We first evaluated the three linear regression algorithms using simulated data. The simulated response was first generated as described in the methods section with no noise added. Figure 2A shows the relationship between the 10 fold cross-validated estimate of prediction error and model size for the LASSO models. The confidence bars are output by the R function ‘cv.lars’. The global minimum occurs for a model with 10 variables and a squared prediction error of approximately 0.04. Figure 2B shows the relationship of predicted and observed response for the LASSO model containing 10 variables. These 10 variables are exactly the 10 genes used to generate the data and their coefficients are almost the same as used in generating the data (Table 1). The R2 between the predicted and observed response is 0.99.
For LAR models, the cross-validated prediction error has a minimum of 0 (Fig. 3A). The R2 between the predicted and observed response is 1 (Fig. 3B). The optimized LAR model includes 10 variables which also are the 10 genes used to generate the continuous response (Table 1). The coefficients of the ten variables are the same as used in generating the data.
Results for the ALM model are shown in Figures 3A and 3B. The minimum cross-validated prediction error is 4.23 and occurred for a model with only 5 variables, containing only four genes used to generate the response (Table 1). The R2 between the predicted and observed is only 0.52.
For the simulated data with no noise, the LASSO model and the LAR model both appear to be highly effective. The ALM algorithm is much less effective.
We also compared the performances of the three algorithms when one or two standard deviations (SD) of noise are added to the simulated responses (i.e. σ = 1 or σ = 2). For data with 1 SD noise added, Figure 3A shows the cross-validated estimates of prediction error for LAR models is approximately 1.66. That model contains 8 of the 10 genes used to generate the data. The coefficients for these 8 genes in the model are listed in Table 1. The R2 between the predicted and observed response is 0.78. For data with 2 SD noise added, the global minimum occurs with a squared prediction error of approximately more than tripled at 5.02 using the LAR model in Figure 3A. This model contains only 7 of the 10 genes used to generate the data (Table 1). The R2 between the predicted and observed response decreases to 0.43 (Fig. 3B).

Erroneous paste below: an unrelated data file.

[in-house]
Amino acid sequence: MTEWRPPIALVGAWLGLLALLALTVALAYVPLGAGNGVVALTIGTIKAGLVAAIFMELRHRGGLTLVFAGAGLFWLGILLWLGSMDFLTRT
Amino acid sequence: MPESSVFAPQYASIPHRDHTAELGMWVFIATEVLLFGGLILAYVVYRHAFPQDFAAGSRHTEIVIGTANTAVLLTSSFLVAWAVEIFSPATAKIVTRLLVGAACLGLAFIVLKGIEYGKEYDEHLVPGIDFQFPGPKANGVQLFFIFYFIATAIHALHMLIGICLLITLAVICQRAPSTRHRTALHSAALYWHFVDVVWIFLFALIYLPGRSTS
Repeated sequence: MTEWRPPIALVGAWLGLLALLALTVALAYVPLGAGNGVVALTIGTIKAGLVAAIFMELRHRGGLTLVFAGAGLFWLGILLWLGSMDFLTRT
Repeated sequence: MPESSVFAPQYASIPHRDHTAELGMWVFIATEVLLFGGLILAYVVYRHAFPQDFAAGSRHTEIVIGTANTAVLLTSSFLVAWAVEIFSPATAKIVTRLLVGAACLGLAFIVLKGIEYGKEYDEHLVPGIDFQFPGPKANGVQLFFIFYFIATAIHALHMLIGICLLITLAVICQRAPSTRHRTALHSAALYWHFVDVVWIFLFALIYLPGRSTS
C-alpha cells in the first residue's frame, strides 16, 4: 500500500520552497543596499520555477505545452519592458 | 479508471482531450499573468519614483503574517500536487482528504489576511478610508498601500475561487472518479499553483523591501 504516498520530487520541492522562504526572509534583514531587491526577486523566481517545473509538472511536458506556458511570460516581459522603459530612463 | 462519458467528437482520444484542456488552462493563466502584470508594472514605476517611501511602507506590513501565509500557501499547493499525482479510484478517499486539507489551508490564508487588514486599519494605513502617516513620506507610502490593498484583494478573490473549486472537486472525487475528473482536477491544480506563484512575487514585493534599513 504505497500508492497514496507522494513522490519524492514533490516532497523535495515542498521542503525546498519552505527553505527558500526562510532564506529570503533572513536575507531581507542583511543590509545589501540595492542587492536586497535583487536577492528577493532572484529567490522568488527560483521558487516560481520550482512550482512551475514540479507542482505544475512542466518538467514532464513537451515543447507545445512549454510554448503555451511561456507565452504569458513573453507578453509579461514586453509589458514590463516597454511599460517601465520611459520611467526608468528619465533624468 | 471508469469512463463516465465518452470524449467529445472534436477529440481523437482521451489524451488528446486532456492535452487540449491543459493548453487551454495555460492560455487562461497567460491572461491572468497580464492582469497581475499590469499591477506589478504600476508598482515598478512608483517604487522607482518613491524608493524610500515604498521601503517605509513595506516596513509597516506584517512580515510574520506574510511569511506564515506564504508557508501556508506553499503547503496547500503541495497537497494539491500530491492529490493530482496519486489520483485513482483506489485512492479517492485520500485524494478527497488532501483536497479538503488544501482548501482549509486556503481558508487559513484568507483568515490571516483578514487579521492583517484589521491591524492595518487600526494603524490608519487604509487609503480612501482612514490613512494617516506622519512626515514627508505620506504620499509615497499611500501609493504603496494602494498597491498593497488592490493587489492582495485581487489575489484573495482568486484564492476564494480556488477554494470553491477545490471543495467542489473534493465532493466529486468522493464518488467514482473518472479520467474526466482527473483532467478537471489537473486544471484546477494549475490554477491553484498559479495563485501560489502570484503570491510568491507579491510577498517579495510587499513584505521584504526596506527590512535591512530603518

The LASSO models show similar trends but with slightly better results on noise added simulated data. The cross-validated prediction accuracy decreases continuously to a minimum of 1.64 for 1 SD noise added data (Fig. 3A). The optimized LASSO model includes 9 out of the 10 genes used to generate the continuous response for 1 SD noise added data. The coefficients for these 9 genes in the model are also listed in Table 1. The R2 between the predicted and observed response is 0.80 (Fig. 3B). When larger noise (i.e. 2 SD) is added, the global minimum occurs with a squared prediction error of approximately 4.37 using the LASSO model as seen in Figure 3A. This model still contains 7 of the 10 genes used to generate the data (Table 1). The R2 between the predicted and observed response decreases to 0.49 (Fig. 3B).
For the ALM model, the minimum cross-validated prediction error is 4.55 and occurs for a model with 4 variables for 1 SD noise added data (Fig. 3). For 2 SD noise added data, the minimum cross-validated prediction error is 7.26 and occurs for a model with 6 variables. Under both conditions (different noise levels), the optimal models both contain only three gene used to generate the response (Table 1). The R2 between the predicted and observed are 0.47 and 0.19, respectively (Fig. 3B).
When the different levels of noise are added, all models are gradually less effective than for the simulated data without noise. Among them, LASSO and LAR perform similarly robust to 1 SD noise. LASSO performs slightly better than LAR with 2 SD noise. ALM is again the least effective algorithm among the three.